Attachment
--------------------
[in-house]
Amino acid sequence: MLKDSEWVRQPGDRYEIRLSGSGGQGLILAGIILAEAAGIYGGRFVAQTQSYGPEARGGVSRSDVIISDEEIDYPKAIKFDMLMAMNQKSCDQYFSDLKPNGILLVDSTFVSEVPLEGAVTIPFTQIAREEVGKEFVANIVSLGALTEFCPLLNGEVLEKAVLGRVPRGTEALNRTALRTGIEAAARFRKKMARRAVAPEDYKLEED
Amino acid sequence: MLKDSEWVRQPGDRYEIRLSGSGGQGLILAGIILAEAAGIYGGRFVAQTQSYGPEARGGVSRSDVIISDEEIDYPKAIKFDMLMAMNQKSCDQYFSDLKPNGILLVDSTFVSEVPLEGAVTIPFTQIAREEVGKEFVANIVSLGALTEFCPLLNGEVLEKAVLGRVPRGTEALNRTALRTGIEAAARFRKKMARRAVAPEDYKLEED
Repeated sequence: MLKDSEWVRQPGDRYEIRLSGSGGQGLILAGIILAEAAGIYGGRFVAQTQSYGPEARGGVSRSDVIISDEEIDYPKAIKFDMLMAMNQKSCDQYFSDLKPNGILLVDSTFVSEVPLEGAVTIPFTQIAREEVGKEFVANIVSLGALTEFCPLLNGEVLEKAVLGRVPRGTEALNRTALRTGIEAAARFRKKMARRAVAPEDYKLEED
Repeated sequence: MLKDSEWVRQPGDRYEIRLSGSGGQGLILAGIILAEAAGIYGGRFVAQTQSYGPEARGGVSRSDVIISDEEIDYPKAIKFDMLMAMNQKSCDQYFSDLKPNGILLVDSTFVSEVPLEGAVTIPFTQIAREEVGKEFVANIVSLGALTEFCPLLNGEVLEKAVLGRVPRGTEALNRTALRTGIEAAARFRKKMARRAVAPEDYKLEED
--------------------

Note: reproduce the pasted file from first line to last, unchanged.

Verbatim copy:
[in-house]
Amino acid sequence: MLKDSEWVRQPGDRYEIRLSGSGGQGLILAGIILAEAAGIYGGRFVAQTQSYGPEARGGVSRSDVIISDEEIDYPKAIKFDMLMAMNQKSCDQYFSDLKPNGILLVDSTFVSEVPLEGAVTIPFTQIAREEVGKEFVANIVSLGALTEFCPLLNGEVLEKAVLGRVPRGTEALNRTALRTGIEAAARFRKKMARRAVAPEDYKLEED
Amino acid sequence: MLKDSEWVRQPGDRYEIRLSGSGGQGLILAGIILAEAAGIYGGRFVAQTQSYGPEARGGVSRSDVIISDEEIDYPKAIKFDMLMAMNQKSCDQYFSDLKPNGILLVDSTFVSEVPLEGAVTIPFTQIAREEVGKEFVANIVSLGALTEFCPLLNGEVLEKAVLGRVPRGTEALNRTALRTGIEAAARFRKKMARRAVAPEDYKLEED
Repeated sequence: MLKDSEWVRQPGDRYEIRLSGSGGQGLILAGIILAEAAGIYGGRFVAQTQSYGPEARGGVSRSDVIISDEEIDYPKAIKFDMLMAMNQKSCDQYFSDLKPNGILLVDSTFVSEVPLEGAVTIPFTQIAREEVGKEFVANIVSLGALTEFCPLLNGEVLEKAVLGRVPRGTEALNRTALRTGIEAAARFRKKMARRAVAPEDYKLEED
Repeated sequence: MLKDSEWVRQPGDRYEIRLSGSGGQGLILAGIILAEAAGIYGGRFVAQTQSYGPEARGGVSRSDVIISDEEIDYPKAIKFDMLMAMNQKSCDQYFSDLKPNGILLVDSTFVSEVPLEGAVTIPFTQIAREEVGKEFVANIVSLGALTEFCPLLNGEVLEKAVLGRVPRGTEALNRTALRTGIEAAARFRKKMARRAVAPEDYKLEED